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[graphic] Three Historic Nevada Cities Carson City, Reno, Virginia City A National Register of Historic Places Travel Itinerary
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[photo] King--McBride Mansion
Photo by Terri McBride, Courtesy of Nevada State Historic Preservation Office

The King--McBride mansion is an excellent example of High Italianate architecture, replete with bay windows and a widow's walk. The King--McBride mansion was built about 1870 by George Anson King, a banker who established the Nevada Bank of San Francisco in Virginia City, and served as director of the Virginia and Truckee Railroad. It is believed to have been designed by architect Charles H. Jones, who designed a nearly identical house, the Rinckel Mansion, in Carson City. The three-story wood-framed building incorporates two bays flanking the central portico and an irregular floorplan, elaborate walnut staircase, marble fireplaces and 19th-century clear glass skylight.


[rotating photos] Exterior and interior views of the mansion from 1937
Photos by Robert W. Kerrigan, Library of Congress, Prints and Photographs Division, Historic American Buildings Survey, Reproduction Numbers HABS, NEV,15-VIRG,28-1; 28-3; and 28-8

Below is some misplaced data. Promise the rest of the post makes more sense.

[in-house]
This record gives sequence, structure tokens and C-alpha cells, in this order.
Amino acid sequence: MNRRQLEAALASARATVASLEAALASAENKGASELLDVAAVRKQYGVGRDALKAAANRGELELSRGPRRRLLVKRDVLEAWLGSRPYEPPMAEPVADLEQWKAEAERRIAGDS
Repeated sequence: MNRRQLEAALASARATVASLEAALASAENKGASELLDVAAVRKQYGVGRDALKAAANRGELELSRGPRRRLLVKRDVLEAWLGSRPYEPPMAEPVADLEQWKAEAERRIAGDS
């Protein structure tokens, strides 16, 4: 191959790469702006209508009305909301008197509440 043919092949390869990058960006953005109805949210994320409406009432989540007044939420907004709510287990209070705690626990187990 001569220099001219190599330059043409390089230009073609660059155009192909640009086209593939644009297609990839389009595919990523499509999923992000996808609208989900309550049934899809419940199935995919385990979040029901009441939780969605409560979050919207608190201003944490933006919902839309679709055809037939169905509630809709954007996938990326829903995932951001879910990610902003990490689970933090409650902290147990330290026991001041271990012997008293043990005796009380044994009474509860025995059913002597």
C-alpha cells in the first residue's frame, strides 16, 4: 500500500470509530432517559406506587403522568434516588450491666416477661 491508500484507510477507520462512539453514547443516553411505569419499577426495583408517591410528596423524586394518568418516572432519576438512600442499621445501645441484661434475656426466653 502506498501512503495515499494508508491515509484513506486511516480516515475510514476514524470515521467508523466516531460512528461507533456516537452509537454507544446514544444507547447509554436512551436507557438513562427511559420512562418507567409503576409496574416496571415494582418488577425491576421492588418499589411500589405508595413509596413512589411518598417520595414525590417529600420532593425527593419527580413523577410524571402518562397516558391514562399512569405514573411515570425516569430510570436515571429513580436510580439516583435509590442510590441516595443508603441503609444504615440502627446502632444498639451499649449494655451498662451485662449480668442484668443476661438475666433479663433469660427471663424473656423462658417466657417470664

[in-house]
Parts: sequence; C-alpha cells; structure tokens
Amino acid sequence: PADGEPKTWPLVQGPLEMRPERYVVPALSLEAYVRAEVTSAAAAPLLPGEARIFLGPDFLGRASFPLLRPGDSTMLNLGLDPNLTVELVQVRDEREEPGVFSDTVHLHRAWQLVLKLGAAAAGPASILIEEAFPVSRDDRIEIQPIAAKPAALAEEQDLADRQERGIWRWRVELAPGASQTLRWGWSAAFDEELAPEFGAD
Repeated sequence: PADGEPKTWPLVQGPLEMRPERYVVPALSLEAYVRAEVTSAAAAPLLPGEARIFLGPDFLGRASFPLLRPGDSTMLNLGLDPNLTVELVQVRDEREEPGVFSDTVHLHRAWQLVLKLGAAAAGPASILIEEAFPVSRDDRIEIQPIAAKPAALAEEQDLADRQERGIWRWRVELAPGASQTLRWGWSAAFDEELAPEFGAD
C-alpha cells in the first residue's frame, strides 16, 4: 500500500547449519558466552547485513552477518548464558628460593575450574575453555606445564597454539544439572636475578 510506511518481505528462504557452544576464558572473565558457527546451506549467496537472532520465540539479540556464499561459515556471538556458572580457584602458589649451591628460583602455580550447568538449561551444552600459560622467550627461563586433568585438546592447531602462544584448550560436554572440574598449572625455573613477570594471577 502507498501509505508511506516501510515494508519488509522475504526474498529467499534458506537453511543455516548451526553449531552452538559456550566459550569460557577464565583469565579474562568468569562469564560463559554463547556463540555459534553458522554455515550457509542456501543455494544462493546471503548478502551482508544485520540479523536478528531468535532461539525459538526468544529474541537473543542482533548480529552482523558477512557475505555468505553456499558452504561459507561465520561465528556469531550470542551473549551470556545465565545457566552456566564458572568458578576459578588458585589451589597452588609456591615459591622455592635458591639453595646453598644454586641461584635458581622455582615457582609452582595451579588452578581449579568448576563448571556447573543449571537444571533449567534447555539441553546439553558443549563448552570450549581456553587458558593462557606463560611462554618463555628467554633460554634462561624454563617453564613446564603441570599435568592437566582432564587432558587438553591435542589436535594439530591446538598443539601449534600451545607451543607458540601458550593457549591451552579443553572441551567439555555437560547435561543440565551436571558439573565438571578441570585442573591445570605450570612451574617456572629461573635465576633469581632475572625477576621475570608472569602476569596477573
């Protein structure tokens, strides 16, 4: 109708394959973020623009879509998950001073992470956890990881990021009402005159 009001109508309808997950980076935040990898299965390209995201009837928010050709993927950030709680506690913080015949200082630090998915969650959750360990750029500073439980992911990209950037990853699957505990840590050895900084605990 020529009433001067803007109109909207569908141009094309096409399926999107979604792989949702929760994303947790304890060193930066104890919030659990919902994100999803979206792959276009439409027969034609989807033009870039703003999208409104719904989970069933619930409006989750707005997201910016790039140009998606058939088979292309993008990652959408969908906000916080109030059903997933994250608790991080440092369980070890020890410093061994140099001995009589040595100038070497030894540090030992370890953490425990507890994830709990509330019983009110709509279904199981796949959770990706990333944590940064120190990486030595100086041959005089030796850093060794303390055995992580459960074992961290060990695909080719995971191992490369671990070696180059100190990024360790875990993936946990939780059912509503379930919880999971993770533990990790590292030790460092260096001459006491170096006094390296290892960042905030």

Several famous and wealthy Comstock residents owned homes near George King's mansion, including Bonanza king John Mackay, banker J. P. Martin, Judge Richard Rising and mine superintendent Charles Forman. King's home was spared in the Great Fire of 1875, while these others burned to the ground. Judge Rising rented the King mansion in the 1880s (the King family returned to San Francisco), and in 1890 it was deeded to the Catholic Church. The Church leased the mansion to a series of renters, including silent screen actress Bobbette Simpson. In 1944, it was leased to Halvor and Virginia Smedesrude, who operated it as the Bonanza Inn, which served as an elegant retreat for eastern socialites waiting their six-week residency period for a Nevada divorce. In 1953, the property was sold to Versal McBride, owner of Virginia City's Bucket of Blood Saloon on C Street.

The King--McBride Mansion is located at 26/28 Howard St. in Virginia City. Still in the McBride family, it is a private residence and is not open to the public.

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